While the US biosimilars industry has generally been a disappointment since its inception, with FDA approving 33 biosimilars since 2015, just a fraction of those have immediately followed their approvals with launches. And more than a handful of biosimilars for two of the biggest blockbusters of all time — AbbVie’s Humira and Amgen’s Enbrel — remain approved by FDA but still have not launched because of legal settlements.

Hal Barron (GSK via YouTube)

GSK R&D chief Hal Bar­ron jumps ship to run a $3B biotech start­up, Tony Wood tapped to re­place him

In a stunning switch, GlaxoSmithKline put out word early Wednesday that R&D chief Hal Barron is exiting the company after 4 years — a relatively brief run for the man chosen by CEO Emma Walmsley in late 2017 to turn around the slow-footed pharma giant.

Barron is being replaced by Tony Wood, a close associate of Barron’s who’s taking one of the top jobs in Big Pharma R&D. He’ll be closer to home, though, for GSK. Barron has been running a UK and Philadelphia-based research organization from his perch in San Francisco.

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Chamath Palihapitiya and Pablo Legorreta

Bil­lion­aires Chamath Pal­i­hapi­tiya and Pablo Legor­re­ta hatch an $825M SPAC for cell ther­a­py biotech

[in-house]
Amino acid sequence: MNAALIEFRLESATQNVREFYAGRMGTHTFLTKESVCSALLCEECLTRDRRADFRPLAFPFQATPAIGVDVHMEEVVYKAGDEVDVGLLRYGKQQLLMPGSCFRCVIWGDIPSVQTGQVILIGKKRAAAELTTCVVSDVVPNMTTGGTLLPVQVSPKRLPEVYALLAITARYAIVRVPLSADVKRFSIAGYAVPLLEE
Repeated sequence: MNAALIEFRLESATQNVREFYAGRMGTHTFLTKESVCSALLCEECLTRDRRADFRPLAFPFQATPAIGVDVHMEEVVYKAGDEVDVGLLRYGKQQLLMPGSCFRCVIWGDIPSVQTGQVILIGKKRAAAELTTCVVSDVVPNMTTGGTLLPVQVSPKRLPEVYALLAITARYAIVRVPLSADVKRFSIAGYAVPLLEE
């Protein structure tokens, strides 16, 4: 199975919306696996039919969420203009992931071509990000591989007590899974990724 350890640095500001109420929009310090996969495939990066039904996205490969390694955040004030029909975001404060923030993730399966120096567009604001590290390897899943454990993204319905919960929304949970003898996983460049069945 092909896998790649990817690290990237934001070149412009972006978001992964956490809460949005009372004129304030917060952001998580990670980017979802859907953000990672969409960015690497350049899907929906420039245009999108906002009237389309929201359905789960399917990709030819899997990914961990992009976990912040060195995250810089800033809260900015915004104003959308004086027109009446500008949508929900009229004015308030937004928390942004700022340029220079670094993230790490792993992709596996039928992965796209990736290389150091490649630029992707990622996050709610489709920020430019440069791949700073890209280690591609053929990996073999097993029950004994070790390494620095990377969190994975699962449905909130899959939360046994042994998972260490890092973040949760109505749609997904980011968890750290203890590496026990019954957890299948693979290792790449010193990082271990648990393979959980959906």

Three years after Royalty Pharma chief Pablo Legorreta led a group of investors to buy up a pair of biotechs and create a new startup called ProKidney, the biotech is jumping straight into an $825 million public shell created by SPAC king and tech billionaire Chamath Palihapitiya.

ProKidney was founded 6 years ago but really got going at the beginning of 2019 with the $62 million acquisition of inRegen, which was working on an autologous — from the patient — cell therapy for kidney disease. After extracting kidney cells from patients, researchers expand the cells in the lab and then inject them back into patients, aiming to restore the kidneys of patients suffering from CKD.

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Michel Vounatsos, Biogen CEO (Credit: World Economic Forum/Ciaran McCrickard)

An un­ortho­dox pro­pos­al for Bio­gen's Medicare-man­dat­ed Aduhelm tri­al

Biogen has gone full blitz since Medicare announced it would only cover its new Alzheimer’s drug when used in clinical trials, accusing the agency of discriminating against Alzheimer’s patients and trying to get physicians to change regulators’ minds.  Critics, meanwhile, cheered what they see as a necessary wall protecting payers and patients from an unproven and unsafe drug.

Far less attention, though, has gone to what a Medicare-funded clinical trial would actually look like. Biogen has operated as if it would be a standard late-stage Alzheimer’s trial, enrolling a couple thousand patients and giving half placebo.